What Is Chattel Mortgage Non-Filing Insurance?
In finance, the term “chattel mortgage non-filing insurance” refers to a type of insurance product purchased by chattel mortgage providers and other financial firms.
Specifically, it protects against losses arising when the lender has not filed the necessary paperwork to register its legal claim against the assets used as collateral for the chattel mortgage loan. In those situations, the lender may not be able to enforce its claim, particularly when the borrower has obtained chattel mortgages from multiple lenders.
- Chattel mortgage non-filing insurance protects secured lenders who rely on movable assets as their collateral.
- It specifically protects against the risk of being unable to enforce a claim against the assets because of a failure to file the necessary paperwork.
- Chattel mortgage non-filing insurance does not protect against other potential risks, such as the collateral in question becoming damaged during the loan term.
How Chattel Mortgage Non-Filing Insurance Works
The term “chattel mortgage” is relatively uncommon in the United States, as it is mainly used in countries whose legal systems are based on English law, such as the United Kingdom or Australia. In essence, however, chattel mortgages are a type of secured loan in which the underlying assets are movable in nature, as opposed to being fixed in place. Examples of the types of assets used as collateral in a chattel mortgage loan include furniture, cars, and equipment.
Borrowers generally seek to obtain chattel mortgage loans when they want to keep their financing costs relatively low but are unable to rely on traditional mortgage financing. For instance, an industrial firm that leases its premises might use chattel financing against its industrial machinery. Pledging the machinery as collateral could allow it to secure lower borrowing costs as compared to an unsecured loan.
For lenders, one of the risks involved in chattel mortgage lending is that the borrower could theoretically move the collateral away from its original premises without the lender’s knowledge. To protect against this, lenders will obtain legal title to the assets as part of the loan process, and will return this legal title to the borrower when the loan is repaid. As an added precaution, lenders will generally file notice of this legal change with the relevant property registration authority to protect themselves if any future legal dispute were to arise. If the lender fails to do so correctly, they might find themselves unable to prove that they in fact have legal claim to the chattel assets. To protect against this, lenders can purchase chattel mortgage non-filing insurance to cover any losses arising from their failure to file their claim.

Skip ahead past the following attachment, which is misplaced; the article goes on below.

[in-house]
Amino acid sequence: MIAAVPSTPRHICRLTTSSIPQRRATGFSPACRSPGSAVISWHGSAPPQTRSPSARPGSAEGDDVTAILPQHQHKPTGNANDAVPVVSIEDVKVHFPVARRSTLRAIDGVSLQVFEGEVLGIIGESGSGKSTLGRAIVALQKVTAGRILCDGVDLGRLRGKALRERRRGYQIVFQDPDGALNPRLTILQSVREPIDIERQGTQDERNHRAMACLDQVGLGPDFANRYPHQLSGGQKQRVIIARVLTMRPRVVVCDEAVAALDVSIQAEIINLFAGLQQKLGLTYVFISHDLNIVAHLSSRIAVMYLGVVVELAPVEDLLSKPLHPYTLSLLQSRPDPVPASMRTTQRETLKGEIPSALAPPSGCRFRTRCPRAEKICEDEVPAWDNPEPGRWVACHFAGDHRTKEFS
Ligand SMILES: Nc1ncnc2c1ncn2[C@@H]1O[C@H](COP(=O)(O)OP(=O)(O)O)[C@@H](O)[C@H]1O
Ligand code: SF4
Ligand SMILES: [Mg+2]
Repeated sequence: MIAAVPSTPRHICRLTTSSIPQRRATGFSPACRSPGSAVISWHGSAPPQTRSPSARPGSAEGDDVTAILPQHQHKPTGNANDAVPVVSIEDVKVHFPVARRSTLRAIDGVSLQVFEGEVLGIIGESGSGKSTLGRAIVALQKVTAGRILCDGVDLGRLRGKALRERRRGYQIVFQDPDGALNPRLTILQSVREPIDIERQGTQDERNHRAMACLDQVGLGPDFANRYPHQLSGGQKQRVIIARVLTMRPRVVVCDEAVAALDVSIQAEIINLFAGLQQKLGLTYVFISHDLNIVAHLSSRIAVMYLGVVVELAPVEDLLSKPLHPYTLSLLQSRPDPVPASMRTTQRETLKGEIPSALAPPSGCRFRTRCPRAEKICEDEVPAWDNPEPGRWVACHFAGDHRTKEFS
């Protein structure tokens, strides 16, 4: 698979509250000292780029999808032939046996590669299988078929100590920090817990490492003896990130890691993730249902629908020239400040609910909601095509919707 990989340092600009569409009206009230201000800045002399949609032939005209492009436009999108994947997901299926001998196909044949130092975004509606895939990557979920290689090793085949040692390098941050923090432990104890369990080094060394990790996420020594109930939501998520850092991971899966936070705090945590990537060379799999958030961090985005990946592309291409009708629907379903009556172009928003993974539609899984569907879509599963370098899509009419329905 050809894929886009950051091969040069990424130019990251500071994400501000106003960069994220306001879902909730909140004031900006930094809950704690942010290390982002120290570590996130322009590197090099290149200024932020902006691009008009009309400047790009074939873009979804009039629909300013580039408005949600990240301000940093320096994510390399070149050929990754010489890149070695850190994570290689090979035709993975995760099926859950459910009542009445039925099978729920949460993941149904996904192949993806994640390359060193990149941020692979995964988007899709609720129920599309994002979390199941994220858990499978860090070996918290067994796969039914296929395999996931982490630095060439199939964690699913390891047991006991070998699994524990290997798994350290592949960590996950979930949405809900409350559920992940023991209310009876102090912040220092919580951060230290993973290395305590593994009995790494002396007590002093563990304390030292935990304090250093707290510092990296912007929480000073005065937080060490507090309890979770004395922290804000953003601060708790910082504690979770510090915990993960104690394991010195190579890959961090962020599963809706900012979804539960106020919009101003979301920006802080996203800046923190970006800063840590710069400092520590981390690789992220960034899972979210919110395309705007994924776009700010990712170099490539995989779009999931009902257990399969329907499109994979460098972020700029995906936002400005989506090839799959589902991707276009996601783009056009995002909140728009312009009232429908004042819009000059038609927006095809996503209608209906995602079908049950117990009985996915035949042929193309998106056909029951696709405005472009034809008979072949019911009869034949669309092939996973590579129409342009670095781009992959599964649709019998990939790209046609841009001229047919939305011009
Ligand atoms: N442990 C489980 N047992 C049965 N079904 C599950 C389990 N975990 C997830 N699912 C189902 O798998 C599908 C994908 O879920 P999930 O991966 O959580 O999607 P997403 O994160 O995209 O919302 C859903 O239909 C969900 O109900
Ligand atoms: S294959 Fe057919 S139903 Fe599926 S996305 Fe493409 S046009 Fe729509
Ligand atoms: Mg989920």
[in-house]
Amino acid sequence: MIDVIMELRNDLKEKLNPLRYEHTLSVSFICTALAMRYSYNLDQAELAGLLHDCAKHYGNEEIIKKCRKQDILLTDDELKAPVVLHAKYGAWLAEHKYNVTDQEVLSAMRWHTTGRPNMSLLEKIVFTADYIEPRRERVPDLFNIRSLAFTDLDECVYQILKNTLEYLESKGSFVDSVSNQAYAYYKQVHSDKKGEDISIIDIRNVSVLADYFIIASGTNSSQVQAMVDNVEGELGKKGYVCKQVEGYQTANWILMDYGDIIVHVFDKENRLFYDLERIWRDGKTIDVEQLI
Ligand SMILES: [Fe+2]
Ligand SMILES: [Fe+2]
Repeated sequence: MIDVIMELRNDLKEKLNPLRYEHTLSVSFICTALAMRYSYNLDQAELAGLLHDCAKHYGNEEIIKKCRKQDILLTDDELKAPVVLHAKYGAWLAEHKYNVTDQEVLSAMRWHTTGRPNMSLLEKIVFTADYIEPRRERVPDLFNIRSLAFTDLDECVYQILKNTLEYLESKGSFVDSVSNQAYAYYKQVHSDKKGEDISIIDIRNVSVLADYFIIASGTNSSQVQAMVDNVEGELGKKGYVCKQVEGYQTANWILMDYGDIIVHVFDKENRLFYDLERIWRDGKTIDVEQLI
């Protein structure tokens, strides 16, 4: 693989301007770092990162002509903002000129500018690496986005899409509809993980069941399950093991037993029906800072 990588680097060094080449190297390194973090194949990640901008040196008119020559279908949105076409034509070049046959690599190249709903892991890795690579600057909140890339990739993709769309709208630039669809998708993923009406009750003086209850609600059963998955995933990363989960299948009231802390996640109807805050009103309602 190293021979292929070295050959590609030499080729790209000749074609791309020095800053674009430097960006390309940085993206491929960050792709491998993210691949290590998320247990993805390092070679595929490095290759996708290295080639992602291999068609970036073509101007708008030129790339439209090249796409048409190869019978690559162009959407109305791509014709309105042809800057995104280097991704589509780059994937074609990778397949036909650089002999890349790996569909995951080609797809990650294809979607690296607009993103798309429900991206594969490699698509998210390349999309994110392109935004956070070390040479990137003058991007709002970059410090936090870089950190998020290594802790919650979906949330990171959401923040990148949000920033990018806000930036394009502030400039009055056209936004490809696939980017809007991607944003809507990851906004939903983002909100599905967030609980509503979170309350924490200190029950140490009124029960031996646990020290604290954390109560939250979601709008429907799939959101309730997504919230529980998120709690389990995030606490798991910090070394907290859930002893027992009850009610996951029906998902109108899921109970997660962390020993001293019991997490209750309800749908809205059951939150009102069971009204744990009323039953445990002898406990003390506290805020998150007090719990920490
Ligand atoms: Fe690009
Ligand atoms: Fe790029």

Real-World Example of Chattel Mortgage Non-Filing Insurance
The non-filing component of chattel mortgage non-filing insurance refers to the intentional failure of the lender to file the chattel mortgage record or files with the proper authorities. In that situation, it is possible for multiple lenders to have claims against the assets despite each of them believing they are the only party with a valid claim. By not filing, the lender may find it impossible to enforce the terms of the mortgage by taking possession of the chattel used as collateral, as other third parties may have properly filed documents supporting their claims.
It is in this scenario that chattel mortgage non-filing insurance can become useful. It is important to note, however, that this insurance only protects against situations where the policyholder is unable to enforce the mortgage because of the failure to file. It would not, for example, apply if the policyholder filed the necessary paperwork but was unable to enforce the mortgage for other reasons. For instance, if the lender is unable to take possession of the collateral because the collateral was damaged or destroyed prior to the loan being initiated, this would not be covered by chattel mortgage non-filing insurance.